MOREHEAD CITY — After more than 30 years with the Morehead City Fire/EMS Department, Deputy Chief Chris Judy retired Friday, with battalion chief Courtney Wade set to take his place.
Mr. Judy took over the role of deputy fire chief in January 2020 following the retirement of former longtime Deputy Chief Jack Manley, meaning much of his time in the position was spent responding to the coronavirus pandemic.
“Two to three months in, here comes COVID,” the outgoing deputy chief said in an interview with the News-Times Wednesday. “It certainly made the job challenging, there is no doubt about that.”
The pandemic presented the department with numerous challenges, Mr. Judy said, especially considering the city cut two full-time firefighter positions last May due to a pandemic-related budget cuts. Those positions have not been reinstated.
“A lot of things got put on hold, our budget was cut, our staffing was cut, and that made a significant impact on our abilities and our staff,” he said. “It’s been a tough year all across the board, trying to maintain service and find a balance and keep morale up with staff having to work tons of overtime to make those staffing gaps up.”
One of the first things Mr. Wade, who has been with the department for 22 years, plans to focus on as deputy chief is training. He said the department fell somewhat behind on training in 2020 because of the pandemic, but the state requires firefighters and EMTs keep up their certifications with yearly classes.
“Our staff, they hold state credentials, state certifications, and at the end of the day, they’re still required to get continuing education hours for the year,” he noted. “And with everything going on this past year, some people got behind, so we’ve got to come up with ideas to safely get back into training so our guys can gain some hours up.”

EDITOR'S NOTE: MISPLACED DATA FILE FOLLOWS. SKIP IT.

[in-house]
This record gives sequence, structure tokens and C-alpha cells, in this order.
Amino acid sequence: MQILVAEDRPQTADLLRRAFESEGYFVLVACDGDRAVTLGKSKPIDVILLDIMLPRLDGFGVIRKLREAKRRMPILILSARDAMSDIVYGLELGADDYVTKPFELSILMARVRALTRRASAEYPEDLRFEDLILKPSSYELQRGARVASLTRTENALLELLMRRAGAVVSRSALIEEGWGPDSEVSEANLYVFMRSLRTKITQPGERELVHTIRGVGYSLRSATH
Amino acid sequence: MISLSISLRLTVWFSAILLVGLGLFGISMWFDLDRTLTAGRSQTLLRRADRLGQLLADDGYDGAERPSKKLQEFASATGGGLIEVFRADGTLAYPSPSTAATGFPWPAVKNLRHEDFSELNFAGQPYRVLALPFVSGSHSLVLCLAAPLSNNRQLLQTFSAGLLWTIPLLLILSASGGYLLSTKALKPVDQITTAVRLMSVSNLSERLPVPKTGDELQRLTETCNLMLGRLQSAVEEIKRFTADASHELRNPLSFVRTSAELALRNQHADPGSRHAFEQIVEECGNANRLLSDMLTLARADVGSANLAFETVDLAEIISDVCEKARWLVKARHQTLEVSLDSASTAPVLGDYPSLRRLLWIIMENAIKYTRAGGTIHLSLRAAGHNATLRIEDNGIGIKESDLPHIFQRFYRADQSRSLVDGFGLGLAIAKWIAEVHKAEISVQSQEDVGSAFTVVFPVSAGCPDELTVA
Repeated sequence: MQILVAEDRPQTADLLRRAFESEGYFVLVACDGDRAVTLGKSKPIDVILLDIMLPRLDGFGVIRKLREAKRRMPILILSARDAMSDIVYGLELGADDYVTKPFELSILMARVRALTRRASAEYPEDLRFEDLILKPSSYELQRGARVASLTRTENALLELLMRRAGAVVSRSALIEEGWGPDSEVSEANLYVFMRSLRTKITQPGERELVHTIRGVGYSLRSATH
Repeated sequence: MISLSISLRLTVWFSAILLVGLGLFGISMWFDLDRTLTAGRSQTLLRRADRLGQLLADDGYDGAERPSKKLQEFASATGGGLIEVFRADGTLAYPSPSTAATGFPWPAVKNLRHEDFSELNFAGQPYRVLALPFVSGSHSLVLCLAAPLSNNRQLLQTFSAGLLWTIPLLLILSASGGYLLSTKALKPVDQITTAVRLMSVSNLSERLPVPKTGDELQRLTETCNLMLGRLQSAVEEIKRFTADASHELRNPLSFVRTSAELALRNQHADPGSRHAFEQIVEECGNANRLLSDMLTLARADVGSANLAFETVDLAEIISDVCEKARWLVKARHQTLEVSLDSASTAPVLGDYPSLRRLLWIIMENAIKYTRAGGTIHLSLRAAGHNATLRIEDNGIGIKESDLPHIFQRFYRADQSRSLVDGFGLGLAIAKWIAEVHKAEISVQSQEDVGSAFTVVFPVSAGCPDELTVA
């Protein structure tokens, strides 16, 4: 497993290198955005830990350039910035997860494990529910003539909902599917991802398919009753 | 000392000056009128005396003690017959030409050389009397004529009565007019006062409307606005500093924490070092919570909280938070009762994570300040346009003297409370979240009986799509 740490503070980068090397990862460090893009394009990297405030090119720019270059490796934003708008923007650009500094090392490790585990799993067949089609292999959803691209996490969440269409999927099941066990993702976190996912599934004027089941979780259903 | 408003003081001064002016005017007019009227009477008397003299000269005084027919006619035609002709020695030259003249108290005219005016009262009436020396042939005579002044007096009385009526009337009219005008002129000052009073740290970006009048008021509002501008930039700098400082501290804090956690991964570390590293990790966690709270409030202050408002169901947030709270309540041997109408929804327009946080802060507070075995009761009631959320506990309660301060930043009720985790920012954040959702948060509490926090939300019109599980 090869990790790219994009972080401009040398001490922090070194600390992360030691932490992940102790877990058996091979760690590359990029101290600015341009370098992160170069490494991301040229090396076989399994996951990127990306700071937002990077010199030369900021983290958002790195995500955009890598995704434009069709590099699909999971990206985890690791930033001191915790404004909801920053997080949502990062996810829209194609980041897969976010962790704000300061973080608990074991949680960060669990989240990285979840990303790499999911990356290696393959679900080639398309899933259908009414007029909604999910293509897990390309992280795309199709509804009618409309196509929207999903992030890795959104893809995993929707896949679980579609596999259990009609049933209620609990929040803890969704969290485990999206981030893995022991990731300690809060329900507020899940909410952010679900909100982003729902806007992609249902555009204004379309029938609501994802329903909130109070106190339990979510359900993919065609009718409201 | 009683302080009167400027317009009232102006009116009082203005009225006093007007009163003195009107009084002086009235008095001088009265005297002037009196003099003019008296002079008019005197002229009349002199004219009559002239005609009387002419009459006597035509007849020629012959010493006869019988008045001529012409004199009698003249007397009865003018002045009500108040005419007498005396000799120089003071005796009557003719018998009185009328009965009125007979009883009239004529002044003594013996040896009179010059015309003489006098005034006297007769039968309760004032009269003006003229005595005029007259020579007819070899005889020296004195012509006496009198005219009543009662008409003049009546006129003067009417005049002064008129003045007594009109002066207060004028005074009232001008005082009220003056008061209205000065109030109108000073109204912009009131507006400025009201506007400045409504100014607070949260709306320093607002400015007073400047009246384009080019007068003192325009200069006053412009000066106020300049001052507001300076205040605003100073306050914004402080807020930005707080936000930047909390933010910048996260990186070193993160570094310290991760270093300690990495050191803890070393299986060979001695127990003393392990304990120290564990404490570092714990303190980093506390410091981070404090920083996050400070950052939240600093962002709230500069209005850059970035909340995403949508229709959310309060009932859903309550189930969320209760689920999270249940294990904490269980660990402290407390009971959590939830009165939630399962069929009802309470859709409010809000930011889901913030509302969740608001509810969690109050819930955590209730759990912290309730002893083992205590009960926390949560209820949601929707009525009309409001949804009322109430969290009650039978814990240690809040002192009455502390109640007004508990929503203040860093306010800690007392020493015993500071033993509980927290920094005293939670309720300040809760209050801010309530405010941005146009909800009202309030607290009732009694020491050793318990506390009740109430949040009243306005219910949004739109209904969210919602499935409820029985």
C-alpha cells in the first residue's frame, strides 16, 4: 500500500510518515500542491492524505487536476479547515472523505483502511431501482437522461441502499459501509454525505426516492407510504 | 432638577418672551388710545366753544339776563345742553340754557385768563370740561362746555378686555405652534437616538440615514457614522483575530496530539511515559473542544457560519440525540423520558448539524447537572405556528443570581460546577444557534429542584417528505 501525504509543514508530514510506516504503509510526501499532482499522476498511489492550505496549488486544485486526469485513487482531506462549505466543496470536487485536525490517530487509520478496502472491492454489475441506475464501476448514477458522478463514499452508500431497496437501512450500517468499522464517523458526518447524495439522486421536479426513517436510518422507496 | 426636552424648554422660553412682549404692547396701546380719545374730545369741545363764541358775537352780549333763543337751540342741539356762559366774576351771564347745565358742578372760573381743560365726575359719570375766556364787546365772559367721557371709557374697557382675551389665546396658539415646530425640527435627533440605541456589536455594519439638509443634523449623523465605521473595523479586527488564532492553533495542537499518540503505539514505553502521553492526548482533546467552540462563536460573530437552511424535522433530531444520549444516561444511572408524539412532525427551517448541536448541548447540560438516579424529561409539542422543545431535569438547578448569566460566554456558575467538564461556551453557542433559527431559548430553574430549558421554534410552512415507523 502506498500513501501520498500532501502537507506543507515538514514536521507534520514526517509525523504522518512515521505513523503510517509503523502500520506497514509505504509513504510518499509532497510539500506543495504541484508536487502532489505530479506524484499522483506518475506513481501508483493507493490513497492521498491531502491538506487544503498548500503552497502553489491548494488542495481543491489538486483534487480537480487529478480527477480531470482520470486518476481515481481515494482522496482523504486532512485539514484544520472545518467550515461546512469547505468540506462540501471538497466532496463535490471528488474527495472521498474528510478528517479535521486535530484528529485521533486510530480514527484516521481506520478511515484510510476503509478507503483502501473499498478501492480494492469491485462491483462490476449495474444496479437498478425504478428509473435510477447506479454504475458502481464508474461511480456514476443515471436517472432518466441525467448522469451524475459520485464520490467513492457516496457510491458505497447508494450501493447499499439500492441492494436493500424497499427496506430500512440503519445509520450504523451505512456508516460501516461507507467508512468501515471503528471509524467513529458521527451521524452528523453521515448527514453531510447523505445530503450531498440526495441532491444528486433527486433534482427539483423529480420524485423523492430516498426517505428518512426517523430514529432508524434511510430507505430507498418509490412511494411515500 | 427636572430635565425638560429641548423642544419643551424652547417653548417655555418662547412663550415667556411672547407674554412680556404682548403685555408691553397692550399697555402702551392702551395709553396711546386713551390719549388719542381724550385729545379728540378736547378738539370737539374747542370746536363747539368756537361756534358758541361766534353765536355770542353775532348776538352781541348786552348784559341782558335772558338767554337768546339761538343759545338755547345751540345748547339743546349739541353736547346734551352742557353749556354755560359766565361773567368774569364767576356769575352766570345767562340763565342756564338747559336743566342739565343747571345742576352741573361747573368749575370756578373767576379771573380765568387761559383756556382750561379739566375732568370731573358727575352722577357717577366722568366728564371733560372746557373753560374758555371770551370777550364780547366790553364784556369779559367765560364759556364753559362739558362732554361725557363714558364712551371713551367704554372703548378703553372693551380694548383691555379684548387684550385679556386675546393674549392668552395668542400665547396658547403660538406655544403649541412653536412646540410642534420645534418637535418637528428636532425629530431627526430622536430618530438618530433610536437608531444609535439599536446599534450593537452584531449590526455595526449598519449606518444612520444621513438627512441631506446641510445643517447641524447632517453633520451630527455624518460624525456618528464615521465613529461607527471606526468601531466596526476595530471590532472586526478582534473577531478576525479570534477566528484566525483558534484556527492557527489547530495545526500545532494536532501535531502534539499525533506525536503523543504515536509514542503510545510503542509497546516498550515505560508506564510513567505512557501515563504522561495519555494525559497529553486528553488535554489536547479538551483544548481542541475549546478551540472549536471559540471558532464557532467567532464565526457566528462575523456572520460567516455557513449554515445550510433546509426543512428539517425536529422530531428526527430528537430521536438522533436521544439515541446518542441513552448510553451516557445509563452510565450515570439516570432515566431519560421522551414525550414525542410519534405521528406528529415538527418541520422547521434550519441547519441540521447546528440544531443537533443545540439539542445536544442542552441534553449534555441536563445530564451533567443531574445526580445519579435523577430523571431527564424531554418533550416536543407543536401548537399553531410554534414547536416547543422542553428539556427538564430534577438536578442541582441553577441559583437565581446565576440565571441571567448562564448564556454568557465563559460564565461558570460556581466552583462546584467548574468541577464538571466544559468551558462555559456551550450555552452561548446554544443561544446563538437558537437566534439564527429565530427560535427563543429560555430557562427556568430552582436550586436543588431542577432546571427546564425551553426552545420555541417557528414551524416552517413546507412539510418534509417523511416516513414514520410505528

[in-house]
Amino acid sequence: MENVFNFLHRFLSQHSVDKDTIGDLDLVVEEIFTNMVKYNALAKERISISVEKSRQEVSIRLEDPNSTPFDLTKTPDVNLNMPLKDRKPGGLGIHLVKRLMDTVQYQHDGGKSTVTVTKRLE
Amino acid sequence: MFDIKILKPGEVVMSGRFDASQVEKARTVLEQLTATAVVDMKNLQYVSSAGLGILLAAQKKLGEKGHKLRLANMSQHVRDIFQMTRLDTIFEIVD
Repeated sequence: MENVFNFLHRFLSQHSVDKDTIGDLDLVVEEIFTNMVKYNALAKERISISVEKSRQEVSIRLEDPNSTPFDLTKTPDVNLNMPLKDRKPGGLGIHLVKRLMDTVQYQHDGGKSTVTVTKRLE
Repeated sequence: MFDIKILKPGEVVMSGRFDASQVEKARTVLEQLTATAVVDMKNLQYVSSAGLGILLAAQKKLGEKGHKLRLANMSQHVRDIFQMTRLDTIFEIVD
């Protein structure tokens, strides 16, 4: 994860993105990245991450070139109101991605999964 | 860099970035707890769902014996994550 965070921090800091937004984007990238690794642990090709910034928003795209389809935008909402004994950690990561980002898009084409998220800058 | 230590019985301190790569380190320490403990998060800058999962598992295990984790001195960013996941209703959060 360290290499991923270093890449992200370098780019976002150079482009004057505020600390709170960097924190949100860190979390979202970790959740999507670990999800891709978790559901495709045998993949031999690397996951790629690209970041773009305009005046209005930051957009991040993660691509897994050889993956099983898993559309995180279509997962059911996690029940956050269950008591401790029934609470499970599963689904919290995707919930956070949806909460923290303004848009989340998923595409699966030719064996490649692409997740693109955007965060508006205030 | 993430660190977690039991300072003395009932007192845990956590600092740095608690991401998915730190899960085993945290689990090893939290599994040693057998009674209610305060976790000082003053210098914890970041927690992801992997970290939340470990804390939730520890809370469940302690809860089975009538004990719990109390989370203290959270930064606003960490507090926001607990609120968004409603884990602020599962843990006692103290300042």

Another challenge Mr. Wade expects to face as deputy chief is that of recruitment, which he said is an issue at the state and national level, not just in Morehead City. He said as a dual firefighting and EMS agency, it’s difficult to find qualified individuals with both credentials.
“You can find a good firefighter, you can find a good paramedic, it’s just hard to find someone with both credentials,” he said.
There are some opportunities coming up in the department that Mr. Wade is excited about, as well. One of those is the department’s new water rescue team, which officials are developing as a Type 2 swift/floodwater search and rescue team that will be able to deploy to emergencies not only in Carteret County, but across the state. Twenty-two members of the MCFD, as well as individuals from other agencies, are receiving training to be part of the team, and Mr. Wade hopes it will be ready for certification by the end of the year.
“That’s being developed, and again training has been an issue with COVID, but we’re working around it and trying to get some training done, and hopefully that will be up and running by mid-year or the end of the year,” he said.
As for his retirement, Mr. Judy said he’s looking forward to spending more time with his family and on his hobbies, like hunting and fishing. He summed up his 30 years in the firefighting service as “humbling.”
“To be in a profession where you actually get to change people’s lives and make an impact, it’s a really big deal,” he reflected. “…It’s kind of humbling in a way, to have the honor to work in a profession where you get to do that. You take people’s worst days of their life and you try to make them better and turn it around for them, whether you’re getting someone out of a car wreck or changing a battery in a smoke detector that’s going off. It’s ever changing and you never know what the next call’s going to bring.”
Mr. Judy also wished his successor well, saying he feels confident Mr. Wade will rise to the challenge of the moment.
“He’s well prepared, well experienced,” Mr. Judy said, “I think he’ll do a really good job and I’m looking forward to seeing the things he gets accomplished.”
Contact Elise Clouser at firstname.lastname@example.org; by phone at 252-726-7081 ext. 229; or follow on Twitter @eliseccnt.